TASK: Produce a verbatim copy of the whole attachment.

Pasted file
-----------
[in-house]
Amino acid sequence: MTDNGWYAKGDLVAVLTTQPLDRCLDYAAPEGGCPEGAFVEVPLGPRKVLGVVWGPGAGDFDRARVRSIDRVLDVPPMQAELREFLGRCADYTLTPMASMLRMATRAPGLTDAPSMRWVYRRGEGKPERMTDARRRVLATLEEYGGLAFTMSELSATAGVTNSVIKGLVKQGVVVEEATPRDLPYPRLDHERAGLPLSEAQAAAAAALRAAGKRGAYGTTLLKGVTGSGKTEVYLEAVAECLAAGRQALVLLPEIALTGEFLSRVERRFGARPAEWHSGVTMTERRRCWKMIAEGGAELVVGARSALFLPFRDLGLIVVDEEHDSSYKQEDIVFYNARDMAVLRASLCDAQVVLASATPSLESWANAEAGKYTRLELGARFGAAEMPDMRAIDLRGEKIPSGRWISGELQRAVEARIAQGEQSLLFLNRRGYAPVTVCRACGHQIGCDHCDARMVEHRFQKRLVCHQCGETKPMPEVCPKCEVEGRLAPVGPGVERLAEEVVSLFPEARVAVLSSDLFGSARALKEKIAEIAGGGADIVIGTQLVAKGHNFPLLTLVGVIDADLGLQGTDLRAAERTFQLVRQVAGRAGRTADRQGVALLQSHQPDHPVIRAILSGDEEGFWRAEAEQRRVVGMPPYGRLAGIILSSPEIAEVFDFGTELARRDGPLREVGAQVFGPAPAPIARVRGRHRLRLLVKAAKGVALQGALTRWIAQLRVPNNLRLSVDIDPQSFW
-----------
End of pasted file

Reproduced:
[in-house]
Amino acid sequence: MTDNGWYAKGDLVAVLTTQPLDRCLDYAAPEGGCPEGAFVEVPLGPRKVLGVVWGPGAGDFDRARVRSIDRVLDVPPMQAELREFLGRCADYTLTPMASMLRMATRAPGLTDAPSMRWVYRRGEGKPERMTDARRRVLATLEEYGGLAFTMSELSATAGVTNSVIKGLVKQGVVVEEATPRDLPYPRLDHERAGLPLSEAQAAAAAALRAAGKRGAYGTTLLKGVTGSGKTEVYLEAVAECLAAGRQALVLLPEIALTGEFLSRVERRFGARPAEWHSGVTMTERRRCWKMIAEGGAELVVGARSALFLPFRDLGLIVVDEEHDSSYKQEDIVFYNARDMAVLRASLCDAQVVLASATPSLESWANAEAGKYTRLELGARFGAAEMPDMRAIDLRGEKIPSGRWISGELQRAVEARIAQGEQSLLFLNRRGYAPVTVCRACGHQIGCDHCDARMVEHRFQKRLVCHQCGETKPMPEVCPKCEVEGRLAPVGPGVERLAEEVVSLFPEARVAVLSSDLFGSARALKEKIAEIAGGGADIVIGTQLVAKGHNFPLLTLVGVIDADLGLQGTDLRAAERTFQLVRQVAGRAGRTADRQGVALLQSHQPDHPVIRAILSGDEEGFWRAEAEQRRVVGMPPYGRLAGIILSSPEIAEVFDFGTELARRDGPLREVGAQVFGPAPAPIARVRGRHRLRLLVKAAKGVALQGALTRWIAQLRVPNNLRLSVDIDPQSFW